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Posts Tagged ‘quotable quote’

Presence

Presence isn’t just about savoring the sights, smells, and tastes we encounter every day. Nor is it only about taking time to appreciate and connect with our family and true friends.  It’s also about being authentic in this world and creating connections between ourselves and those who suffer.

— Jennifer Grant, Wholehearted Living, p. 90

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Leisure

Together with a culture of work, there must be a culture of leisure as gratification.  To put it another way: people who work must take the time to relax, to be with their families, to enjoy themselves, read, listen to music, play a sport.

— Pope Francis

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Stillness

Sit still and take several deep breaths. Close your eyes. What do you hear? The refrigerator’s hum? The ticking of a clock? A bird outside? Listen for a few moments. Open your eyes. What do you see? The wisp of cloud that is is smeared across on an otherwise clear, blue sky? Your daughter’s smile?

Slow down your mind today and notice something you’ve been missing. Maybe it’s the way carrots bleed orange on the cutting board when you chop them. Or maybe it’s the flecks of gold in your son’s brown eyes.

Maybe it’s a desire for more stillness that gently tugs at your sleeve.

— Jennifer Grant, Wholehearted Living, p. 71

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Infinite and near

My daughter picks up a dozen rocks a day on the road by our house. Not special, beautiful rocks, but common pebbles. She lines them up on our windowsills and they become works of art. My son collects sticks and fallen tree limbs. A feather or a piece of beach glass is a treasure to them.

The art critic John Berger once imagined heaven as invisible but close; we might find it, he mused, by simply picking up the saltshaker. The small and unremarkable are transformed in an instant by this God who is both infinite and near, vast and small enough to fit in a palm, in a wafer of bread.

— Jessica Mesman Griffith, in Daily Inspiration for Women, p. 118

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Spirituality

Among the people I grew up with, certain experiences were considered spiritual and good. People used specific vocabulary to talk about spirituality. By the time I was a teenager, I felt that my spirituality could practically be measured and judged and had to meet expectations.

I had to break free from all of that during young adulthood. It was painful but necessary. One blessed evening, I realized that “spirituality” wasn’t really up to me. I could receive it, participate with it, and enjoy it, but I could not manufacture it. My life of faith was resurrected then, and my later life has remained focused not on judgment but on grace.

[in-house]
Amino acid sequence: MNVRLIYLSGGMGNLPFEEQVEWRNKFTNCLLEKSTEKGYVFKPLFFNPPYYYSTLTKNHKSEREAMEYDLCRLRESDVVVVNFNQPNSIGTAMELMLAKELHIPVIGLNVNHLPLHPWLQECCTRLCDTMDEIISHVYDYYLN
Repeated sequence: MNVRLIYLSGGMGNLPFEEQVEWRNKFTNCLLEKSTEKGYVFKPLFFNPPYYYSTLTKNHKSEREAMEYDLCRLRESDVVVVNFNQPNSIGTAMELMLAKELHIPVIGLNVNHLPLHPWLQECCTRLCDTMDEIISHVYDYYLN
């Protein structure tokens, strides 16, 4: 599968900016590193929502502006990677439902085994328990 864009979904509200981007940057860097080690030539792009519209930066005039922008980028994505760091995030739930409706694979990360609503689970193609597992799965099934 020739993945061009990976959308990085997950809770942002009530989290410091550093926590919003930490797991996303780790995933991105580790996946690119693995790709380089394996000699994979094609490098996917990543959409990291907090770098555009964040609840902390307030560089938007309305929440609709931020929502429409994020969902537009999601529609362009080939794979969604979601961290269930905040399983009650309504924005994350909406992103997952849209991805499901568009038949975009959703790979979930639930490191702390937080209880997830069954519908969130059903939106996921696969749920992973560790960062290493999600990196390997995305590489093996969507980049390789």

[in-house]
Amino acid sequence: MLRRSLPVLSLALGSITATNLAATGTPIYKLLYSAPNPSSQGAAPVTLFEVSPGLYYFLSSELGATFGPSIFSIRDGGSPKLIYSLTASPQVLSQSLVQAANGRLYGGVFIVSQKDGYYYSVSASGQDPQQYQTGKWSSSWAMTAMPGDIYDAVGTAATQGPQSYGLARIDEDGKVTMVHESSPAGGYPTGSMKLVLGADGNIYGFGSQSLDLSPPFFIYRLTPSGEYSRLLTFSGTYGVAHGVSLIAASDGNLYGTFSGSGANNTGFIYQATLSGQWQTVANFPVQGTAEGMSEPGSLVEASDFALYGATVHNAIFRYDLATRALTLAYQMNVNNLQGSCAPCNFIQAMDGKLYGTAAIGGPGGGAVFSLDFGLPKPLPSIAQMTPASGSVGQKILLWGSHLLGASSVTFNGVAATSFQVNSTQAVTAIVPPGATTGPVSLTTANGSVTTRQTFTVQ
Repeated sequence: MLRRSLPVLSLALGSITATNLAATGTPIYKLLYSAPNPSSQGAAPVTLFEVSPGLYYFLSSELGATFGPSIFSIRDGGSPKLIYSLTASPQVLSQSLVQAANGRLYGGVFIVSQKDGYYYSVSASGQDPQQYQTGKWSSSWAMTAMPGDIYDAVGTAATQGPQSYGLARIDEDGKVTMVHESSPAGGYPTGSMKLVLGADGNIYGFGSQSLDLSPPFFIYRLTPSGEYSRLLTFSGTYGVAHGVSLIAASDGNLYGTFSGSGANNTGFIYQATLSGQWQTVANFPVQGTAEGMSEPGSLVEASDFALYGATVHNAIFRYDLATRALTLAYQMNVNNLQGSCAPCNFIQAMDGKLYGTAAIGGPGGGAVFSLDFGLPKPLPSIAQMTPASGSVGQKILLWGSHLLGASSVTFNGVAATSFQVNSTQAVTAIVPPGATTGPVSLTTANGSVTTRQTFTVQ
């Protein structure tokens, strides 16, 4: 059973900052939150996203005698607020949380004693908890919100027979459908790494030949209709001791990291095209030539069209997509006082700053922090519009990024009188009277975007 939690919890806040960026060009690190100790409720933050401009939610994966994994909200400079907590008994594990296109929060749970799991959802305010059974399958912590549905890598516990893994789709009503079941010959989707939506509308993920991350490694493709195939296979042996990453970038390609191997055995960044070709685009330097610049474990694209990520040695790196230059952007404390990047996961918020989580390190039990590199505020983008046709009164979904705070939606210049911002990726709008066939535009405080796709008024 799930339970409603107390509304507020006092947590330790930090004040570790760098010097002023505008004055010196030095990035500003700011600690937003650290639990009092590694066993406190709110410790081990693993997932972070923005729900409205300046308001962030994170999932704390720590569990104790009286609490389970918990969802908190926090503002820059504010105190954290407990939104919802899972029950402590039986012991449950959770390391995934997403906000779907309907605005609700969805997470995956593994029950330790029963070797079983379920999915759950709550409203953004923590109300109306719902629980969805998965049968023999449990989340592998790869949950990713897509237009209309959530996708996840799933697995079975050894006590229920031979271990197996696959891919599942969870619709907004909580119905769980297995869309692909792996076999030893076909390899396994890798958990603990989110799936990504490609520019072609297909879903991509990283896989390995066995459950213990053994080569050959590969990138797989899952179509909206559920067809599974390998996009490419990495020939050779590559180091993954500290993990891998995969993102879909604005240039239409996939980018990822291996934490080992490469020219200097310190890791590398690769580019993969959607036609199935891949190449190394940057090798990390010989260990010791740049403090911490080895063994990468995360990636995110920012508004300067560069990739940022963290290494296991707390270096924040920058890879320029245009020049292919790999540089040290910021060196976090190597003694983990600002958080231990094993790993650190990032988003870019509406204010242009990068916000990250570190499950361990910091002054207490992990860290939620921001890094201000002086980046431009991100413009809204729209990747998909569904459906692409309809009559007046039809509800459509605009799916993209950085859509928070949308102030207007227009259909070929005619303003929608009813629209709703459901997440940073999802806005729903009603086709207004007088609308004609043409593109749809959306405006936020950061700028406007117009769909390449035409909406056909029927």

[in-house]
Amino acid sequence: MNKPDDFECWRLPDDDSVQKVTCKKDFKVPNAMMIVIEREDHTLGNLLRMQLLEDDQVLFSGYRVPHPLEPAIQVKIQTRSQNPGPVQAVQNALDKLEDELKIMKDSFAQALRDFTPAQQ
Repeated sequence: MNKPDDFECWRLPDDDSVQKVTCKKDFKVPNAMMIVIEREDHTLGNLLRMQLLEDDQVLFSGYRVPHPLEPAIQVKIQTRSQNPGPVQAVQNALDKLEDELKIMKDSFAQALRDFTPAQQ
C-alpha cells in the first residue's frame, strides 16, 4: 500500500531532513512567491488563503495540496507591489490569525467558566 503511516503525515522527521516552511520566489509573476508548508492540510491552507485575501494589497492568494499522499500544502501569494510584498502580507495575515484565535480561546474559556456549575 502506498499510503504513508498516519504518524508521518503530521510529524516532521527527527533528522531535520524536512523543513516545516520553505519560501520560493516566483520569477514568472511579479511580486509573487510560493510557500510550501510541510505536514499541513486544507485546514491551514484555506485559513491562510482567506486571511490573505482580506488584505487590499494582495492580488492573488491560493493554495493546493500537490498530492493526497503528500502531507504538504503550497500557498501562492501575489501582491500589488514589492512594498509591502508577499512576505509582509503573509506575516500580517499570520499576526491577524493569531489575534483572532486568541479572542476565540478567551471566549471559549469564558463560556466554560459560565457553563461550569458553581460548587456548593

— Vinita Hampton Wright, in Daily Inspiration for Women, p. 236

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Many of us struggle to picture God having a sense of humor. Our default image of God is of a stern, unsmiling judge, someone who can kill with a glance and who never cracks a smile. And yet every one of us knows the power of a good laugh. We’ve all been rendered delightfully speechless by laughter, and we all know the relaxed, depleted-yet-happy feeling that comes afterward.

Why do we find it so hard to imagine God feeling the same? It’s time to consider that maybe God gave us the ability to laugh because God knows firsthand just how marvelous it feels to do so.

— Ginny Kubitz Moyer, in Daily Inspiration for Women, p. 47

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Ordinary days

Life’s milestones often involve special outfits: a wedding dress, a graduation cap, a christening gown, a prom dress, a new interview suit. You can usually tell a Big Day by what a person is wearing.

Yet the days I spend in rumpled jeans and old pajamas are every bit as important as the ones where I’m dolled up. On these ordinary days all sorts of personal and familial milestones take place: kids learn how to share, sibling bonds are built, spouses discover new little things about one another, parents learn to give without counting the cost. These ordinary days may not make it into our photo albums, but they make us who we are.

— Ginny Kubitz Moyer, in Daily Inspiration for Women, p. 37

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